She stressed that the units did not lead to infections inside the buildings and explained that as the cooling towers release mist, it falls onto the street and can potentially infect those passing by.

“It thrives in water and in summer we have a better atmosphere for it,” explained Basset. “We are looking into ways to keep a better eye on the maintenance of these cooling towers.”

She said the reported cases were spread out in a large area so investigators were still searching for other sources of infection.

“We are conducting a swift investigation to determine the source of the outbreak and prevent future cases. I urge anyone with symptoms to seek medical attention right away,” Bassett said in an earlier statement.

Symptoms of Legionnaire’s disease include coughing, shortness of breath, high fever, muscle aches or headaches.

Dr. William Schaffner, an infectious disease expert at Vanderbilt University School of Medicine, said that 46 infections constitute a large outbreak for Legionnaire’s disease and that health officials will likely look for a common source if people are in the same neighborhood.

“If they are clustered geographically … Where do they travel, where do they work, where do they worship?,” Schaffner said of the kinds of questions health officials will ask patients. “By localizing it geographically you can look up and see if you can find cooling towers that might be contaminated.”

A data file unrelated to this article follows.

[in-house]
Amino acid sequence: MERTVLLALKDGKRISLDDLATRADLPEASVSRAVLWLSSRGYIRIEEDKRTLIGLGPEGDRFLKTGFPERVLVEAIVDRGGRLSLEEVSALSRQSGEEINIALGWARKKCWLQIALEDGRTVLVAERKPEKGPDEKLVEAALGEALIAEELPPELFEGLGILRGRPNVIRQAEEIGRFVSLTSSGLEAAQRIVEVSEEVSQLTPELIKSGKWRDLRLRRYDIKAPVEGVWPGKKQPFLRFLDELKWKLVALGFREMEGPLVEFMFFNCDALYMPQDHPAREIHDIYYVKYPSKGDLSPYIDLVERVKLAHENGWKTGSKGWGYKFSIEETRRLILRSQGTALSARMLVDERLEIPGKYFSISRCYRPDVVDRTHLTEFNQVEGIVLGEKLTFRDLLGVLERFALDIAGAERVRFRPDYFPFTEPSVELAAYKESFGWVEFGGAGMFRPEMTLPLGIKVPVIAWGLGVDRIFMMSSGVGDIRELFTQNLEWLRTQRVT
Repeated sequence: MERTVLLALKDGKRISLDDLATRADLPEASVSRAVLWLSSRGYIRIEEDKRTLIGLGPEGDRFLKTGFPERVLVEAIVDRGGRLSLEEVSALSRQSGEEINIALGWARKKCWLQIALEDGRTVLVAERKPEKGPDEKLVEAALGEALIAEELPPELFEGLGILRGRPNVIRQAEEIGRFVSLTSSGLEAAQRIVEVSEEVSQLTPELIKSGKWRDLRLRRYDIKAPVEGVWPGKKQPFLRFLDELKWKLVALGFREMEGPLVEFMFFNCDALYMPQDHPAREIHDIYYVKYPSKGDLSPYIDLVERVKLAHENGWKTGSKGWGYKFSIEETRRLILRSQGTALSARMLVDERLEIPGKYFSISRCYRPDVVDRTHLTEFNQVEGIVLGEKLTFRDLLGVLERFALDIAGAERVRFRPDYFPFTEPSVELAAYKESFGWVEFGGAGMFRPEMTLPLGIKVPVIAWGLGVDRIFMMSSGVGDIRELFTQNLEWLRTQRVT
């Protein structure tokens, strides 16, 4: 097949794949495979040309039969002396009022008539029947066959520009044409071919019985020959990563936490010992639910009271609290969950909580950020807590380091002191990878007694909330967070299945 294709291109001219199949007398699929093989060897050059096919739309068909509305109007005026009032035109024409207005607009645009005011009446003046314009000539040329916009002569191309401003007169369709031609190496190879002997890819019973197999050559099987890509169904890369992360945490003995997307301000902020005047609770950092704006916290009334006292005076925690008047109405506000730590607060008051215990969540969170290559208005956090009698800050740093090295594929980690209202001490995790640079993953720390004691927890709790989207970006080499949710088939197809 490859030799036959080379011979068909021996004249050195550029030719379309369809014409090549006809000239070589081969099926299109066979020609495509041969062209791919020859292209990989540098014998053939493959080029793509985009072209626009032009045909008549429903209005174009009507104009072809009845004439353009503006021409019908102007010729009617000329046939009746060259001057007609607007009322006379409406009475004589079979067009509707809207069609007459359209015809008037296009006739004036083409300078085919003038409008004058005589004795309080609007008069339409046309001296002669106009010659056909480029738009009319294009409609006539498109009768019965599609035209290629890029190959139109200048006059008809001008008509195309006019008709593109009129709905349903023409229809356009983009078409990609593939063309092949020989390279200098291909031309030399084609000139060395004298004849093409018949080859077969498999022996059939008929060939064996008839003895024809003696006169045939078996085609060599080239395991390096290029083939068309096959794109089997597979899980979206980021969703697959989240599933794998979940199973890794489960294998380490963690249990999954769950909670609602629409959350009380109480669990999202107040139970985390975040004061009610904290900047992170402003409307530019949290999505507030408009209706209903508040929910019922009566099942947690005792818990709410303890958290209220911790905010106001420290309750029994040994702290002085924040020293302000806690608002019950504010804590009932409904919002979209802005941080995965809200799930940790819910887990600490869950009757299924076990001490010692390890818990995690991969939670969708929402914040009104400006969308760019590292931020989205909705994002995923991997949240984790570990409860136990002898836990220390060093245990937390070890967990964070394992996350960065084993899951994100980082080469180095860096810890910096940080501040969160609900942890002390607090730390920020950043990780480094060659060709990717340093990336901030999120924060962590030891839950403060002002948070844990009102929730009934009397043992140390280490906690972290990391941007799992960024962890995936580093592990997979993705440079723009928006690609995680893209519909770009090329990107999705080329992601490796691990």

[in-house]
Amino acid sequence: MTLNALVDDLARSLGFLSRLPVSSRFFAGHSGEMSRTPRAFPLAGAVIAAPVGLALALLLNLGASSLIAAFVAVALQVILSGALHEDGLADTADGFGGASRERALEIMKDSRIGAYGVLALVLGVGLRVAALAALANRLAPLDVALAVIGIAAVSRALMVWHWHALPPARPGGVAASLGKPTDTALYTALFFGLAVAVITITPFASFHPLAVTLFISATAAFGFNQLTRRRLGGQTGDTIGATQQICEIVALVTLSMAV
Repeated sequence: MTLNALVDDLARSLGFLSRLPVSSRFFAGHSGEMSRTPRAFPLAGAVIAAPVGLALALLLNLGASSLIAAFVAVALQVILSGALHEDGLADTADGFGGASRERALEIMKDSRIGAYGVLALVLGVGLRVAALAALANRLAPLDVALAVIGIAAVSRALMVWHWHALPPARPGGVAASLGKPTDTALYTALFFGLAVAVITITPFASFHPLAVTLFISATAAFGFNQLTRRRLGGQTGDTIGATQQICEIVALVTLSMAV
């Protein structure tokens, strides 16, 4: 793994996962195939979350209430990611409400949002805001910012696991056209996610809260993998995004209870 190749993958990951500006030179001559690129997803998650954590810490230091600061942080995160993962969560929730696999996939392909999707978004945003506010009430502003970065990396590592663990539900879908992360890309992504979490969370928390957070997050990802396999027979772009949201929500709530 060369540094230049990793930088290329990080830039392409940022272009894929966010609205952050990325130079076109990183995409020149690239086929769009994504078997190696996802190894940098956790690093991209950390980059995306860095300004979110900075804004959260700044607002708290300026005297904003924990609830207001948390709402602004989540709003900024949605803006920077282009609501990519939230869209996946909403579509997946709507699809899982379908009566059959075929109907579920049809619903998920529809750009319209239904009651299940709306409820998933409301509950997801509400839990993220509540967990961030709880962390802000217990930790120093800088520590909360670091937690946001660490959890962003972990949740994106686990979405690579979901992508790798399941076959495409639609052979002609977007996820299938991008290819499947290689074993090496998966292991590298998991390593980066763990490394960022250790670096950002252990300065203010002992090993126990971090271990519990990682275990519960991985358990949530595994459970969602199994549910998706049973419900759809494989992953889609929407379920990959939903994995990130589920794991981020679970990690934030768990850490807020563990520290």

While the outbreak is worrying, Schaffner said people should not panic since the disease cannot be spread person to person and antibiotic treatment is available.

The disease was named after it infected numerous people at a conference of the American Legion in 1976. The bacteria leads to the hospitalization of around 8,000 to 18,000 people in the U.S. every year, according to the U.S. Centers for Disease Control and Prevention, and it is more commonly reported in the summer and early fall.

ABC US News | World News

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NIH Says Study Showed Electrical Stimulation Could Allow Paralyzed Patients to Move Legs

Photo by Mark Wilson/Newsmakers(NEW YORK) -- The National Institutes of Health reported successful use of non-invasive electrical stimulation treatment for paralysis on Thursday, citing the ability of five paralyzed patients to move their legs.

The study involved use of electrical stimulation to the spinal cord for five men with complete motor paralysis. The number of patients who have achieved mobility while receiving the stimulation is now at nine, the NIH says.